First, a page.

My grandmother, Karolina Lipa (1889-1940), was the only one of my grandparents that was born in America. Her parents, Szymon Lipa (1843-1916) and Ludwika Knot (1857-1912) married in 1876 and had 2 children before they left Bobrowa, Poland for the U.S. (Detroit, MI) in 1881. They had 10 more children after they arrived in Detroit including Karolina, child #7.

Karolina married (1907) Jozef Laska (1884-1949) and they had 11 children, Stanley, Walter, Anna, Ceily, Joseph, Genevieve, Edward, Eleanor, Florence, Eugene, Mary Jane. My father, Joseph (1914-1974), married (1944) Lucille Lisowski (1918-2007) and they had 3 children, including me, Jasia.

The Lipa and Knot familes lived in and around Bobrowa, Poland. Earliest records of the Lipa family date back to 1778 and the Knot family lines date back to 1796. These families were peasant farmers, practiced the Catholic faith, and served in the military as required. Both families appear in the earliest records for peasants in that area.

Being of the Polish peasant class, the Lipa and Knot family members were not formally educated and were mostly illiterate. Their village was in the section of Poland that was Austrian-ruled after the country was partitioned (1772, 1793, 1795). Only one other of Szymon’s 9 siblings also immigrated to the U.S. (Detroit, MI), Stanislaw (b.1862). He married (1888) Anna Nowak and they had at least 2 children. The others died young or stayed in Poland, though some of their offspring came to the U.S. Ludwika was one of 8 children but none of her siblings immigrated to the U.S.

I’m not aware of any Lipa or Knot family members still living in area of Bobrowa, Poland, though there may be.

Lipa-Knot Surnames: Kitrys, Kliviewicz, Lach, Szara, Seras, Łanucha, Grzyb, Wegrzyn, Galas, Osak


My grandfather, Jozef Laska (1884-1949), was the first of his family line to immigrate (1905) to the U.S. (Detroit, MI). He was the oldest of Krzysztof Laska (1862-1918) and Karolina Furman’s (1864-1940) 6 children. Jozef married (1907) Karolina Lipa (1889-1940) and they had 11 children, Stanley, Walter, Anna, Ceily, Joseph, Genevieve, Edward, Eleanor, Florence, Eugene, Mary Jane. My father, Joseph (1914-1974), married (1944) Lucille Lisowski (1918-2007) and they had 3 children, including me, Jasia.

The Laska and Furman familes lived in and around Podborze, Poland. Earliest records of the Laska and Furman family lines date back to 1800. These families were peasant farmers, practiced the Catholic faith, and served in the military as required. Both families appear in the earliest records for peasants in that area.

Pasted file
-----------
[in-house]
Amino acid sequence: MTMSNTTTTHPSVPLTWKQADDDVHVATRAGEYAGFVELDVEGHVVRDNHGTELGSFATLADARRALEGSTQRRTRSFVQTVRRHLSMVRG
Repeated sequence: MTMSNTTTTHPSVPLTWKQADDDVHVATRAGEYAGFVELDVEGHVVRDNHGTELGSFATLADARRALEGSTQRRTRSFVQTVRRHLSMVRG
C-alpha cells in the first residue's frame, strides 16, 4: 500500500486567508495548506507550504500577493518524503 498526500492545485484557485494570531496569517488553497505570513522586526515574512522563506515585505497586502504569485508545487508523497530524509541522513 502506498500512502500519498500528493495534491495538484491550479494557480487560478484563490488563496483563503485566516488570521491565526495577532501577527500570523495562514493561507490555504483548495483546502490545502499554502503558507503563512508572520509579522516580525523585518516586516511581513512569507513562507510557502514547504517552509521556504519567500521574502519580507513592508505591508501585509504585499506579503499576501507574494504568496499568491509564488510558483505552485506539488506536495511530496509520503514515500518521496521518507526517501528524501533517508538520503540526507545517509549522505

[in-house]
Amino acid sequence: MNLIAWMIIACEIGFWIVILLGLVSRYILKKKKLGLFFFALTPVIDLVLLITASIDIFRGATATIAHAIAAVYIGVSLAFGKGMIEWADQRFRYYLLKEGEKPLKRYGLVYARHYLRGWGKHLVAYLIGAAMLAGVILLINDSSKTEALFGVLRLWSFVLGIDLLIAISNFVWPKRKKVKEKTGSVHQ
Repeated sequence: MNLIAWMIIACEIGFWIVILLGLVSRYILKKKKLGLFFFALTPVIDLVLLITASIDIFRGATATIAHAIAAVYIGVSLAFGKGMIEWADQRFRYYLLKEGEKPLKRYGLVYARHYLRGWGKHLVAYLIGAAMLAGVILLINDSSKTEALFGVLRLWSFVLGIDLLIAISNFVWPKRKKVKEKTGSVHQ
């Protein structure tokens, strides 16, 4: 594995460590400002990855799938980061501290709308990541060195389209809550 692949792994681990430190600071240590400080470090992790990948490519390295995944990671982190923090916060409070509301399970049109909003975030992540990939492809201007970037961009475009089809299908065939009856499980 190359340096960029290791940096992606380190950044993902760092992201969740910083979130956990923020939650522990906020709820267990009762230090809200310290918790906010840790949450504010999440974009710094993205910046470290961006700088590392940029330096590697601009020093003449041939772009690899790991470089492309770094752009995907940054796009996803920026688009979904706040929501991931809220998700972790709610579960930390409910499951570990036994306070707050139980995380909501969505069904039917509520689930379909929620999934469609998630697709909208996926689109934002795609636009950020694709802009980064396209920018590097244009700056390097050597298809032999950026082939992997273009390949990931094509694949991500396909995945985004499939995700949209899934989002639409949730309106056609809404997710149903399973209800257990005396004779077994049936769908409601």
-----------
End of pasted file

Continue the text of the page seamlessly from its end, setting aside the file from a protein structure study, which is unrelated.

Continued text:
Being of the Polish peasant class, the Laska and Furman family members were not formally educated and were mostly illiterate. Their villages were in the section of Poland that was Austrian-ruled after the country was partitioned (1772, 1793, 1795). Jozef’s sister Genowefa (1887-1976) immigrated to the U.S. (Detroit, MI) in 1907 and married (1909) John Tabaka (1884-1971). They had 11 children. Jozef and Genowefa were the only two siblings who came to the U.S. Three others, Apollonia (b.1892), Anna (1901-2001), and Michał (1906-1994) remained in Poland. The sixth sibling died shortly after birth. Apollonia married (1910) Joseph Piątek (b. 1877). Anna married (1922) Sebastian Rys (b. 1893). Michał married (1933) Anna Dziekan (1912-1966).

There are still Laska and Furman families living near Podborze in the city of Dębica as well as elsewhere in Poland.

Surnames of the Laska-Furman family lines include: Kolacz, Lesniowski, Rzegocki, Wnuk, Partyka, Kilian, Midura, Pula, Surowiec.


1 comment:

  1. Hello,
    I have just started researching my Polish family, starting with Casmire Sobczynski who immigrated to Detroit, MI in 1902. The person who is helping me suggested that some of your family may have known, or worked with Casmire Sobczynski in the grocery store business. Address 1700 Hastings, or 5702 Hastings, circa 1920-1940. Do you have any information on this business? Thank you, Joan
    please reply to: jherppich@gmail.com

    ReplyDelete